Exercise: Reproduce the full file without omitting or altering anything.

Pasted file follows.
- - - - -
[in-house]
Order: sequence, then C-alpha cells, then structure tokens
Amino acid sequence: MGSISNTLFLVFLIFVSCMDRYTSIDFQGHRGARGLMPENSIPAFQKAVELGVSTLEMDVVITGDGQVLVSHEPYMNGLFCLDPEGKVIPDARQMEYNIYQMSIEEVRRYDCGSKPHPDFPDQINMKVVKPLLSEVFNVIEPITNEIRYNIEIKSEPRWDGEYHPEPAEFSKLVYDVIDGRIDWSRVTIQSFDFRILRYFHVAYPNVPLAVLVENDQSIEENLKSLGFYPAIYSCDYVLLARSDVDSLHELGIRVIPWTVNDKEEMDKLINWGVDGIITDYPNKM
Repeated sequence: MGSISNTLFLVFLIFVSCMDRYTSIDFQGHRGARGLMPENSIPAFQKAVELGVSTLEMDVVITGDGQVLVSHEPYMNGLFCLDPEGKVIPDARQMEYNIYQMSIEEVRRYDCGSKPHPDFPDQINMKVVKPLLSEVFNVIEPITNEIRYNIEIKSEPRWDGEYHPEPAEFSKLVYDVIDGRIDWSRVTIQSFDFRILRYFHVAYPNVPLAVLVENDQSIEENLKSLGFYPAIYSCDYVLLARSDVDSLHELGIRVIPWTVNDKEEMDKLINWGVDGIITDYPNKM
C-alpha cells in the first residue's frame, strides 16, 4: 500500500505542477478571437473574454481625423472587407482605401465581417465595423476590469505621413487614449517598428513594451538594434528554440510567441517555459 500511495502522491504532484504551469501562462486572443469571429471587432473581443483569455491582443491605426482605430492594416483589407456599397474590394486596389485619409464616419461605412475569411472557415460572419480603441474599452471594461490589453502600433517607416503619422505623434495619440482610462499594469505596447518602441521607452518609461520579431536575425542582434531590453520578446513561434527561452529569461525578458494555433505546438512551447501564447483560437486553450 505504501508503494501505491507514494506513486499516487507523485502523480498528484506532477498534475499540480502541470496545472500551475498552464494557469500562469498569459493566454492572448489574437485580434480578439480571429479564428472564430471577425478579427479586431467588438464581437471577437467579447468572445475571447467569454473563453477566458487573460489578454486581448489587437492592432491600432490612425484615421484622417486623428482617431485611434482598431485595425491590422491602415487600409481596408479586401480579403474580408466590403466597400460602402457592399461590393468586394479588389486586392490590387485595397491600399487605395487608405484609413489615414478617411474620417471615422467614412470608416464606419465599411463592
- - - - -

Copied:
[in-house]
Order: sequence, then C-alpha cells, then structure tokens
Amino acid sequence: MGSISNTLFLVFLIFVSCMDRYTSIDFQGHRGARGLMPENSIPAFQKAVELGVSTLEMDVVITGDGQVLVSHEPYMNGLFCLDPEGKVIPDARQMEYNIYQMSIEEVRRYDCGSKPHPDFPDQINMKVVKPLLSEVFNVIEPITNEIRYNIEIKSEPRWDGEYHPEPAEFSKLVYDVIDGRIDWSRVTIQSFDFRILRYFHVAYPNVPLAVLVENDQSIEENLKSLGFYPAIYSCDYVLLARSDVDSLHELGIRVIPWTVNDKEEMDKLINWGVDGIITDYPNKM
Repeated sequence: MGSISNTLFLVFLIFVSCMDRYTSIDFQGHRGARGLMPENSIPAFQKAVELGVSTLEMDVVITGDGQVLVSHEPYMNGLFCLDPEGKVIPDARQMEYNIYQMSIEEVRRYDCGSKPHPDFPDQINMKVVKPLLSEVFNVIEPITNEIRYNIEIKSEPRWDGEYHPEPAEFSKLVYDVIDGRIDWSRVTIQSFDFRILRYFHVAYPNVPLAVLVENDQSIEENLKSLGFYPAIYSCDYVLLARSDVDSLHELGIRVIPWTVNDKEEMDKLINWGVDGIITDYPNKM
C-alpha cells in the first residue's frame, strides 16, 4: 500500500505542477478571437473574454481625423472587407482605401465581417465595423476590469505621413487614449517598428513594451538594434528554440510567441517555459 500511495502522491504532484504551469501562462486572443469571429471587432473581443483569455491582443491605426482605430492594416483589407456599397474590394486596389485619409464616419461605412475569411472557415460572419480603441474599452471594461490589453502600433517607416503619422505623434495619440482610462499594469505596447518602441521607452518609461520579431536575425542582434531590453520578446513561434527561452529569461525578458494555433505546438512551447501564447483560437486553450 505504501508503494501505491507514494506513486499516487507523485502523480498528484506532477498534475499540480502541470496545472500551475498552464494557469500562469498569459493566454492572448489574437485580434480578439480571429479564428472564430471577425478579427479586431467588438464581437471577437467579447468572445475571447467569454473563453477566458487573460489578454486581448489587437492592432491600432490612425484615421484622417486623428482617431485611434482598431485595425491590422491602415487600409481596408479586401480579403474580408466590403466597400460602402457592399461590393468586394479588389486586392490590387485595397491600399487605395487608405484609413489615414478617411474620417471615422467614412470608416464606419465599411463592